[[quoteright:212:[[ComicBook/{{Watchmen}} http://static.tvtropes.org/pmwiki/pub/images/c8371f429b462d0869b608889136ab4a.png]]]]
[[caption-width-right:212:This is how he became [[PhysicalGod Dr. Manhattan]].]]

->''"If you can understand the complexities of a watch you can understand anything. Everything. Cause, effect, action, reaction. How to change the future."''
-->-- '''Sylar''', ''Series/{{Heroes}}''

Perhaps because of the analogy used by Paley and others comparing God to a watchmaker, characters who fix watches and clocks for a living are often portrayed as somewhat special or even having a supernatural degree of knowledge about the universe. Perhaps because of the somewhat detached nature the metaphor implies, such characters are rarely unambiguously good.

Compare with TheChessmaster. See ClocksOfControl for another way that clocks can be used to characterize someone.



[[folder: Anime and Manga]]
* The [[EnigmaticEmpoweringEntity Enigmatic Empowering Entities]] of ''Anime/DigimonXrosWarsTheYoungHuntersLeapingThroughTime'' are an old man who runs a clock store and his BondCreature [[ExactlyWhatItSaysOnTheTin Clockmon]]. He's never actually seen doing anything with actual clocks, but still...
* Miki from ''Anime/RevolutionaryGirlUtena'' carries a pocket watch-like stopwatch and, during student council meetings, spontaneously clicks it. He seems to click it a lot before speaking himself, taking control of the conversation, and he also clicks it to note important narrative points about to be delivered (such as the first time Nemura Hall is explained). During the last episodes, while the whole of the student council sits around idly waiting for the revolution to occur, Miki is seen just gazing at the watch as it spins.

[[folder: ComicBooks]]
* Prez Rickard in ''ComicBook/TheSandman'' is the perfect American president who fixes all the nation's problems and inspires everyone he meets. He also happens to be a watchmaking prodigy, and later refers to God as "the Watchmaker". In the original ''ComicBook/{{Prez|1973}}'' comics, he first became a public figure (and attracted the attention of the person who suggested a future in politics) by fixing all the clocks in his city. The metaphor was absent, however.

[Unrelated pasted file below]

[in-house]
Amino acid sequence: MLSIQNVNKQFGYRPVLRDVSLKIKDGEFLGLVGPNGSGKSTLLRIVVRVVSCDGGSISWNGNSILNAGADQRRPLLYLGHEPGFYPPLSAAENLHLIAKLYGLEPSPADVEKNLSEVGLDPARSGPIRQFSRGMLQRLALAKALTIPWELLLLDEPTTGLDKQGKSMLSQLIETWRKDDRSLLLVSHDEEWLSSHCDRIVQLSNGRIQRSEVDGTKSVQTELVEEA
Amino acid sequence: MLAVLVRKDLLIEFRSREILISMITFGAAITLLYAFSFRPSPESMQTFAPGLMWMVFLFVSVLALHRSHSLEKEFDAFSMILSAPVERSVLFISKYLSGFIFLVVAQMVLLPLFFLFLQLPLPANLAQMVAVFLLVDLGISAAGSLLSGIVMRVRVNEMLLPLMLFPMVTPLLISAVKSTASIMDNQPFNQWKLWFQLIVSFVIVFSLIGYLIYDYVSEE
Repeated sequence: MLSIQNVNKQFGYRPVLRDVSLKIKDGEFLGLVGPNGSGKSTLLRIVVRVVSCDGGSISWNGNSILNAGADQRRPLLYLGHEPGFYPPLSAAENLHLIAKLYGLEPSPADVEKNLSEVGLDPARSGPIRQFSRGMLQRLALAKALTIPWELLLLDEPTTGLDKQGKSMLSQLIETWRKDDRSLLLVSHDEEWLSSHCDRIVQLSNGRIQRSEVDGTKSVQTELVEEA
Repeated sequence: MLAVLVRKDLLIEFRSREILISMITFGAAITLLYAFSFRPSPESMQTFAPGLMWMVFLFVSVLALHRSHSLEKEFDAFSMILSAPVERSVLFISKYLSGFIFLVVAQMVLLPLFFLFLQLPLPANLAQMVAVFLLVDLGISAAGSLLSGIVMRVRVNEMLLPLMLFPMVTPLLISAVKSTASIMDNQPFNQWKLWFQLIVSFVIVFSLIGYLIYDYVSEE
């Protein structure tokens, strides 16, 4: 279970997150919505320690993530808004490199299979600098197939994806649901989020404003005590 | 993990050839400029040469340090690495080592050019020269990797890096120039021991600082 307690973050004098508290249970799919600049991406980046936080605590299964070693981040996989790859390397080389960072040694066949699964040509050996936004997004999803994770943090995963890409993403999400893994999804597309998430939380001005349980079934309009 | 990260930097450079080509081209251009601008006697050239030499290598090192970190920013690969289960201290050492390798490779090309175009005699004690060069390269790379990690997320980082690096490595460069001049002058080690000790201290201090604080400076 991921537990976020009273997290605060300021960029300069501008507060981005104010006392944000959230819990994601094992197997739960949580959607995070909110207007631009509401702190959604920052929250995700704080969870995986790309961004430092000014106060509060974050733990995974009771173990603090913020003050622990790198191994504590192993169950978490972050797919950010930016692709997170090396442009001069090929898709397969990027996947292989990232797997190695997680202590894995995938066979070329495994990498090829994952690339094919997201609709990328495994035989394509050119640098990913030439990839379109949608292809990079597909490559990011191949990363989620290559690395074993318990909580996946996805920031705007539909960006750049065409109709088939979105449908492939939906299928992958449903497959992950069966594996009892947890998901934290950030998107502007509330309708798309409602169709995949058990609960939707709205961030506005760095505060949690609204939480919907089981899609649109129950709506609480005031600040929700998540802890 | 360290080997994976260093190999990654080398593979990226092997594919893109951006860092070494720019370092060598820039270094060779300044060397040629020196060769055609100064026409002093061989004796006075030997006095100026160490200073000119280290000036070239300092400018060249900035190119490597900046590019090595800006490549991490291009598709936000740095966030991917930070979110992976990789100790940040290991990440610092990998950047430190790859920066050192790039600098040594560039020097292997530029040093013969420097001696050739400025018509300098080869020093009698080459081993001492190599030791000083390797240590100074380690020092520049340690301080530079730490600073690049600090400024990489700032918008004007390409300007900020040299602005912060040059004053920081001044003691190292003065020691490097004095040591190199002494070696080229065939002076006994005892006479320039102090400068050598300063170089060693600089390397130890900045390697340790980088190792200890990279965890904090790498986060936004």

* The ''ComicBook/SpiderMan'' villain Big-Time is a slightly cheesy use of this trope - he seems to be good at setting up [[GambitIndex gambits,]] but at the same TIME, he can't stop TICKING people off with his [[PungeonMaster really bad clock-puns]].
* Dr. Manhattan in ''ComicBook/{{Watchmen}}'' grows up learning about watch repair and ends up gaining powers that make him into a rather detached and apathetic PhysicalGod.
* Whirl from ''ComicBook/TransformersMoreThanMeetsTheEye'' is a former watchmaker. He might have once been an otherwise decent individual who tried to play into SquareRaceRoundClass and avoid being pressured into doing other people's dirty work, being a big battle-copter model of Cybertronian, but things went horribly wrong and BodyHorror inflicted as ColdBloodedTorture is now the reason that he ''was'' a watchmaker, and is now an AxCrazy BloodKnight and definitely ''not'' what most would consider a "good" person.

[[folder: Film]]
* The MagicalNegro Moses in ''Film/TheHudsuckerProxy'' is a clock worker who is only ever seen inside the clock tower, and seems to have some deep knowledge of the world, as well as more than natural powers.
* While not watches, the Keymaker in ''Film/TheMatrixReloaded'' has a lot in common with this trope; of note is a very clockwork-looking 'inside the keyhole' shot.
* In the WW II movie ''Film/TheEnemyBelow'' the crew of a destroyer is trying to launch their depth charges faster and faster. A crewman leaves his hand on the rail and it is run over by the charges, causing him to lose his fingers. When the captain visits him in sick bay and assures him that he'll be back at his civilian job soon enough, the crewman tells him he was a watchmaker. Becomes a Moment of Heartwarming when the kid adds "But I'll be OK", to which the Captain responds "I'd bet on that."

[[folder: Literature]]
* In Creator/ETAHoffmann's novella ''Literature/TheNutcrackerAndTheMouseKing'' (and any adaptations thereof), the character Drosselmeyer is a clockmaker and inventor who is a CoolOldGuy and implied to have some supernatural connection